8 David Lewis ( )

9 Objection 2 A single proposition can be decomposed in a variety of ways. E.g. Cristiano Ronaldo was born in Portugal Cristiano Ronaldo was born in Portugal Cristiano Ronaldo was born in Portugal

10 Objection 3 Some propositions don t have particulars in them. E.g. Every person has a beard. How do you create such a proposition out of properties and particulars?

11 Objection 4: Particulars are arbitrary Consider van Inwagen s example: Mount Everest is 8,847.7 meters high The point was raised there that the division of the earth s crust into mountains (and continents, etc.) is rather arbitrary. Such divisions are human constructs, not part of reality.

12 In a similar way, perhaps the division of the actual world into separate states of affairs is rather arbitrary as well? Perhaps these divisions are also human constructs, due to the fact that our minds have to break reality into pieces that are small enough to fit into our heads? (The particular properties we define, such as height, are perhaps somewhat arbitrary as well.)

13 Arguments for anti-realism 1. It is a human fiction, one that has gained currency because it serves certain social needs, that a certain portion of the earth s topography can be marked off and called a mountain. 2. Mount Everest to the ground and then measure the rope with a meter stick and call the result the height of Mount Everest. We therefore have to use a special instrument called a theodolite to measure the height of Mount Everest.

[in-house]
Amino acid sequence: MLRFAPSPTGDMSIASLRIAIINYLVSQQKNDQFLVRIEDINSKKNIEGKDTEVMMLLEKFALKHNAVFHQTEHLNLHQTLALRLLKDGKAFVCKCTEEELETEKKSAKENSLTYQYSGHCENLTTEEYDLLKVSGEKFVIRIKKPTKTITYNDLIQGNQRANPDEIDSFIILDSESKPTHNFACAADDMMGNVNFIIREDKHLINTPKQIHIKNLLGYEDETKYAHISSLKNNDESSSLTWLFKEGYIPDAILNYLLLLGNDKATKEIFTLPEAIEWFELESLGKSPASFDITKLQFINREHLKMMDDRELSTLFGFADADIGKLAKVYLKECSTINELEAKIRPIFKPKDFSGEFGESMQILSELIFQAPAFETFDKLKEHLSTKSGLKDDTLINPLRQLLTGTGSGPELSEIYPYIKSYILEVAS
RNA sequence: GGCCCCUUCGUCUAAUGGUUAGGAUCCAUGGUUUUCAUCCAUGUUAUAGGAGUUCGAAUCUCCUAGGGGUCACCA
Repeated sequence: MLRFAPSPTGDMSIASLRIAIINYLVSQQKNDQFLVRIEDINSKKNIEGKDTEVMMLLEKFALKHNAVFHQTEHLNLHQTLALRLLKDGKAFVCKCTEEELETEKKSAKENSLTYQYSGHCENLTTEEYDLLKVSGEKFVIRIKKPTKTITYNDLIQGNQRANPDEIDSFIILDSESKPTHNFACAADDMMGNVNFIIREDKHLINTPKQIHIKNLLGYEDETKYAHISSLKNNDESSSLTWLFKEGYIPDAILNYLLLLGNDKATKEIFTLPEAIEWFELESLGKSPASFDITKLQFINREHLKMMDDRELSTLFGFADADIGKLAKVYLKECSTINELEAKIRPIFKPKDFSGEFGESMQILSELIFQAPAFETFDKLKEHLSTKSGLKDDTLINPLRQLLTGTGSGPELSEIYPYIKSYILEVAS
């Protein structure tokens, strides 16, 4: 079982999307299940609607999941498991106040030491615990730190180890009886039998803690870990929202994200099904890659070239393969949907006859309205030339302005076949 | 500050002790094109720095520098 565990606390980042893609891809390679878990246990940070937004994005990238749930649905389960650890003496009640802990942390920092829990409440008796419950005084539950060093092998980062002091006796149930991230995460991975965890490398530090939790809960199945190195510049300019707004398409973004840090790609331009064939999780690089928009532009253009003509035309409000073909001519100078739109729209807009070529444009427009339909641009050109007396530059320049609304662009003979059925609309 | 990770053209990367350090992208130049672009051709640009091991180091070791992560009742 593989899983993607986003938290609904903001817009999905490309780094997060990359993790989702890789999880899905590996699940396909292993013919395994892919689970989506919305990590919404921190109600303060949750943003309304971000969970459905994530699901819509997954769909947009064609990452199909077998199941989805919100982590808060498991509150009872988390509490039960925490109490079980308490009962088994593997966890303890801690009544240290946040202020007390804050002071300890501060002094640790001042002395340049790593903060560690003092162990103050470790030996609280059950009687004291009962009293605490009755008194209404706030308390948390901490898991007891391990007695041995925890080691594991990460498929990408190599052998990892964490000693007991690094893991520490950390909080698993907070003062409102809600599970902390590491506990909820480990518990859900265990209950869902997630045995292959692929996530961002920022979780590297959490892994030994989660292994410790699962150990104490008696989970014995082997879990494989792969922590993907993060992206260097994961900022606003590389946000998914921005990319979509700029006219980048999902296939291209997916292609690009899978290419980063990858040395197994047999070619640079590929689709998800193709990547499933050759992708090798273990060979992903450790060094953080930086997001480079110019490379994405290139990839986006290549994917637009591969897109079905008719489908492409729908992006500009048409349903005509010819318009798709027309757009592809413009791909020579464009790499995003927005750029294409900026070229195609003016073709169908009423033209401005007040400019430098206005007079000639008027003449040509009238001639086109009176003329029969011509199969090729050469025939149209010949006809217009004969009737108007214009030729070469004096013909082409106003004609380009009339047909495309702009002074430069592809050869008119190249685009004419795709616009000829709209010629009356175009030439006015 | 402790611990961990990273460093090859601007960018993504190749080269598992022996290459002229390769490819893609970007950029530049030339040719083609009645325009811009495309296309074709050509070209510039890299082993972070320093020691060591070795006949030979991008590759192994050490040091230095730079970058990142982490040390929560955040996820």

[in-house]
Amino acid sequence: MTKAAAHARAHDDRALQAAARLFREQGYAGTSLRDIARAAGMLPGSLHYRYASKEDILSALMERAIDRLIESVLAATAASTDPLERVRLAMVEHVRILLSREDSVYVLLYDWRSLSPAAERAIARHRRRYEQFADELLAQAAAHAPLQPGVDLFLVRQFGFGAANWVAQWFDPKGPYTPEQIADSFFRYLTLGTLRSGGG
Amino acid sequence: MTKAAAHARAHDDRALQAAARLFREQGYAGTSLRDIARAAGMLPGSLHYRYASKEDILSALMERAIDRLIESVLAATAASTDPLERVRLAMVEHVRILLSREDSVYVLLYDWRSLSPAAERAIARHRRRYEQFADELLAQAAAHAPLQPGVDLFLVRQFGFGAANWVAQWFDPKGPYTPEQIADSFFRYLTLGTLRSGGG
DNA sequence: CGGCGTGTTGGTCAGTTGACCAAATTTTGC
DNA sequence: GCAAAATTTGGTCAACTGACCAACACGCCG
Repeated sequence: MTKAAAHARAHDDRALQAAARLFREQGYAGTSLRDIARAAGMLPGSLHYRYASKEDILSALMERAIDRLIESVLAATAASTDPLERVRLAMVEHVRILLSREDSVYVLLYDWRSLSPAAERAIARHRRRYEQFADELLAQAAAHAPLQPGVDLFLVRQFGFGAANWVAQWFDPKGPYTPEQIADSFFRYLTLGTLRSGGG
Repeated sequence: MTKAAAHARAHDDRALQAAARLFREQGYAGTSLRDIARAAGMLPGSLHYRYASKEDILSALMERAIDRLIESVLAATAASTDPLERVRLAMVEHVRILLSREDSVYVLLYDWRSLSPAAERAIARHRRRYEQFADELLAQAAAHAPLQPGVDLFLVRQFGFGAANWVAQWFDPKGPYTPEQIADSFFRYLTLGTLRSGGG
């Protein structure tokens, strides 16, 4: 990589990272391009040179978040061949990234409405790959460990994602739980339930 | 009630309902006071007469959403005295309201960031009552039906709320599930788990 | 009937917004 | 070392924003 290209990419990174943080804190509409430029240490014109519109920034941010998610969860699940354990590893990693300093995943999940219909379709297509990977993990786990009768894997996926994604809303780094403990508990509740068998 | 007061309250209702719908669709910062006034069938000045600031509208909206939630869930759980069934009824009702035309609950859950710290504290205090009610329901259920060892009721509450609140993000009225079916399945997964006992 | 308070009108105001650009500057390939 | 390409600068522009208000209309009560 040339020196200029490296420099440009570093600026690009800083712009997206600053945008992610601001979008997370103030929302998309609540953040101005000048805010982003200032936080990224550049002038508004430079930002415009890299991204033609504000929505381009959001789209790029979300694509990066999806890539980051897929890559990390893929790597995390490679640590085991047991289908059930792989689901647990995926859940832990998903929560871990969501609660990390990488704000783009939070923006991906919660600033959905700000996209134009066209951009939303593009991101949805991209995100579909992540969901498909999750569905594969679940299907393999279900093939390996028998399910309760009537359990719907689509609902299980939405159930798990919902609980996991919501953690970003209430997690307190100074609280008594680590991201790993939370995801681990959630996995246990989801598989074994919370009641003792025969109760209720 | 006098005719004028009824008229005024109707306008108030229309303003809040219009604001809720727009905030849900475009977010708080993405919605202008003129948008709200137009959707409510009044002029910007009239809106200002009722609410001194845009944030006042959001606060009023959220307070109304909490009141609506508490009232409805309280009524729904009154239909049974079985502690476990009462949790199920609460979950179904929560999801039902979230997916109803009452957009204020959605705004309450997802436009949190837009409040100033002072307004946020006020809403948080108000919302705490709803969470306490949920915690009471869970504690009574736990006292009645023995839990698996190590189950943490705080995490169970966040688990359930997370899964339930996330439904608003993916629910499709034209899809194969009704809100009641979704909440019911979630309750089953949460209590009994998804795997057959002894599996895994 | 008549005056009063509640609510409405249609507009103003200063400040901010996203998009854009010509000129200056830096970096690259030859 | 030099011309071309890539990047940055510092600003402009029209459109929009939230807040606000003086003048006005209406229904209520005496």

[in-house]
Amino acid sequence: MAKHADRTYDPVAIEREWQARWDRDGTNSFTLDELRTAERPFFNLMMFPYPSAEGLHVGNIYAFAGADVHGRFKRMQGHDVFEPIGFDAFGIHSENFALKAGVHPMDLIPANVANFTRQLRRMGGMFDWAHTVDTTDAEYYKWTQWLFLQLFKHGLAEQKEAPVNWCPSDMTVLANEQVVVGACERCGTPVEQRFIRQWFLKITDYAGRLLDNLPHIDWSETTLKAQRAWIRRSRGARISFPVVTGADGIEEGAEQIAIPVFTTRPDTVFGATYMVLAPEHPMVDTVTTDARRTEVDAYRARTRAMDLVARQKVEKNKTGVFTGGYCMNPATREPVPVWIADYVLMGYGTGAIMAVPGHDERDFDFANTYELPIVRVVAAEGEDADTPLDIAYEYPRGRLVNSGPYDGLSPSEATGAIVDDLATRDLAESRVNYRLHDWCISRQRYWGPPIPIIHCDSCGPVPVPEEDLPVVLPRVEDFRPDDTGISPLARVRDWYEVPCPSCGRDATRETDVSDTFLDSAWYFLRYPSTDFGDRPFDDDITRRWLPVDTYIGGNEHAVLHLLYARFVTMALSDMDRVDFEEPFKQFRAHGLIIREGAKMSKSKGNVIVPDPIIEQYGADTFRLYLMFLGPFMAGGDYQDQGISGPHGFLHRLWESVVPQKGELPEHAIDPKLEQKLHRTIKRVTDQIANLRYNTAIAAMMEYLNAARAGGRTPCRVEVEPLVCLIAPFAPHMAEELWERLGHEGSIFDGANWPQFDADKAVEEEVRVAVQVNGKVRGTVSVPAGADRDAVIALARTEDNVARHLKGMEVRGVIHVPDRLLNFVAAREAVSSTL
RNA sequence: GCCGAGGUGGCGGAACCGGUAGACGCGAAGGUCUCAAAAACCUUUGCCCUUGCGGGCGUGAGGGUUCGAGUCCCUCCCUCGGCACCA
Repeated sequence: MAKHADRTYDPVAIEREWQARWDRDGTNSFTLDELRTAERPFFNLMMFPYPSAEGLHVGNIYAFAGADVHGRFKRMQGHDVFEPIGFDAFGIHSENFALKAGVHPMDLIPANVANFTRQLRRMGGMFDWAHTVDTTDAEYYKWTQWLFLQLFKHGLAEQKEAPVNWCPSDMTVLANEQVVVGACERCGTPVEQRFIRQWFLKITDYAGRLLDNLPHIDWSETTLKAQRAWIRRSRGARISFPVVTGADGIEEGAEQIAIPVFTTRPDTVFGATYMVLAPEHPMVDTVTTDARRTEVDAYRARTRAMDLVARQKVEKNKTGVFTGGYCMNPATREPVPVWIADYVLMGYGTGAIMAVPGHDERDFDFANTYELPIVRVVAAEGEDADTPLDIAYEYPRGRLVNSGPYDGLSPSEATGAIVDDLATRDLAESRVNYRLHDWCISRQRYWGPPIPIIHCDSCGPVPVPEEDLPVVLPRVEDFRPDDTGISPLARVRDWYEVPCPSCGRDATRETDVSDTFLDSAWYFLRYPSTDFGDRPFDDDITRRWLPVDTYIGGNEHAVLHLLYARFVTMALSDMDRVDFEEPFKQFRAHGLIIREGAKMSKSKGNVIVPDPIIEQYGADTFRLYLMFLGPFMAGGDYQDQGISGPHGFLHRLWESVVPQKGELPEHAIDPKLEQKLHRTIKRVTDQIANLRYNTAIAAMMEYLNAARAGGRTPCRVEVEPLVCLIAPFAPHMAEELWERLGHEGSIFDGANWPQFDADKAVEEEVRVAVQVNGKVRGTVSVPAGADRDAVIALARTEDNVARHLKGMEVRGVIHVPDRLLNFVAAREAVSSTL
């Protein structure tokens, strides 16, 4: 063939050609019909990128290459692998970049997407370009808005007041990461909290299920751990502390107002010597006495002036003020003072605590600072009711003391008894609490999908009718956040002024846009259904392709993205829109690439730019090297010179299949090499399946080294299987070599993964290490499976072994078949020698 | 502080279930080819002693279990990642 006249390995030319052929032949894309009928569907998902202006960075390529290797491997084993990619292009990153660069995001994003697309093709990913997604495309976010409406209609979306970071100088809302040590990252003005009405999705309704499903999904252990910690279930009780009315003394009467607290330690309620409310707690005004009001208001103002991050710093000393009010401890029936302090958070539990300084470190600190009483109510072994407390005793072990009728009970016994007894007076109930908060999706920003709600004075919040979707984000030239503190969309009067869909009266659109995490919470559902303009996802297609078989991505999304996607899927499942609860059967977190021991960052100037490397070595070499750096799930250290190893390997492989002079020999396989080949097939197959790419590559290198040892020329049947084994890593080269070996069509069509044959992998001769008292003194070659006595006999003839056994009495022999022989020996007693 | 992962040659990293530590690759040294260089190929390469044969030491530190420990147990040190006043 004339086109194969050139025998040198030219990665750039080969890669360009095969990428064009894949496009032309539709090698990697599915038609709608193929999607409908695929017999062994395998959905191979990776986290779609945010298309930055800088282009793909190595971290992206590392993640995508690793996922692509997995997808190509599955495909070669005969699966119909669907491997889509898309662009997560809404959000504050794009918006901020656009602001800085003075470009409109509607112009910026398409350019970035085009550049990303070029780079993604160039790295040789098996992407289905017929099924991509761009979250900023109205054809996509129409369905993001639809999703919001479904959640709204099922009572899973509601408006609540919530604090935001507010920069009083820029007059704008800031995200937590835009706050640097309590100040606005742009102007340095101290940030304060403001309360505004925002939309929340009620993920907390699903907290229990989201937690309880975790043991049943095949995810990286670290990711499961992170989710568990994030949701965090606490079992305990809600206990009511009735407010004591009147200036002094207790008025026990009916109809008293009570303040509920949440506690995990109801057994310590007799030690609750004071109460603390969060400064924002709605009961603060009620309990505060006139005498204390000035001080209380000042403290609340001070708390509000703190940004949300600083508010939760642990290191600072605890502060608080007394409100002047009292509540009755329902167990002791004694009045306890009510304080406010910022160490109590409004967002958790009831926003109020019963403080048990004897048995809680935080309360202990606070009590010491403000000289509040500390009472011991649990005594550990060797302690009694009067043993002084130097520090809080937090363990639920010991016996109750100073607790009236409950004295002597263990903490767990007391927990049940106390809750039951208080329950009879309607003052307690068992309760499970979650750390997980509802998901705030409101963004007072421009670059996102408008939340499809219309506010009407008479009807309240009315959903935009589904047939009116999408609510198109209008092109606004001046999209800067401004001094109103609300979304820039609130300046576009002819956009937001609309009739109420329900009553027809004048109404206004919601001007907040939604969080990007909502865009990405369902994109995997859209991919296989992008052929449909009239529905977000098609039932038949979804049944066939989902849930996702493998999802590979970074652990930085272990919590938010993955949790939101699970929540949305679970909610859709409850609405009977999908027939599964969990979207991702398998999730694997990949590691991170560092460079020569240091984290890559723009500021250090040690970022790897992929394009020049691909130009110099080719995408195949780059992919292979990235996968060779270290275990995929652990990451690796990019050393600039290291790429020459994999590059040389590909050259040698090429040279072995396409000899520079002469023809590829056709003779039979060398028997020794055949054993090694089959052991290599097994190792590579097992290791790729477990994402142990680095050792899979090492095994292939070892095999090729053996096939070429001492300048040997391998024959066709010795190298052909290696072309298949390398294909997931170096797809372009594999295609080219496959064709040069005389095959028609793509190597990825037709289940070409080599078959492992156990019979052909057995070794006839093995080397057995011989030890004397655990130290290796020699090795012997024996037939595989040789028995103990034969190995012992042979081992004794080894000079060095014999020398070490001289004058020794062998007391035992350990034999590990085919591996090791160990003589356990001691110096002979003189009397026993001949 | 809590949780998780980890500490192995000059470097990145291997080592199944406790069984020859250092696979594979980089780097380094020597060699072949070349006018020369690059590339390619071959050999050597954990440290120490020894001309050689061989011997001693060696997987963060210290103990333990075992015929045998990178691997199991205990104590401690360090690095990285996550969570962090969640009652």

14 Response: These points are correct, but so what? Suppose (just for convenience) that God exists, so that the actual world is God s (perfect and complete) understanding of the world the God s eye view. Does God have the concept of Mount Everest? Or of height? Maybe not.

15 E.g. Is Pluto a planet? Humans: God: We re trying to figure out whether or not Pluto is a planet. Can t you tell us? I m afraid that planet is your concept, not mine. You ll just have to decide what planet will mean. However, God surely approved of the changes that have occurred to the meaning of planet. E.g. when the earth became a planet, and the sun and moon ceased to be planets, this was a step towards reality.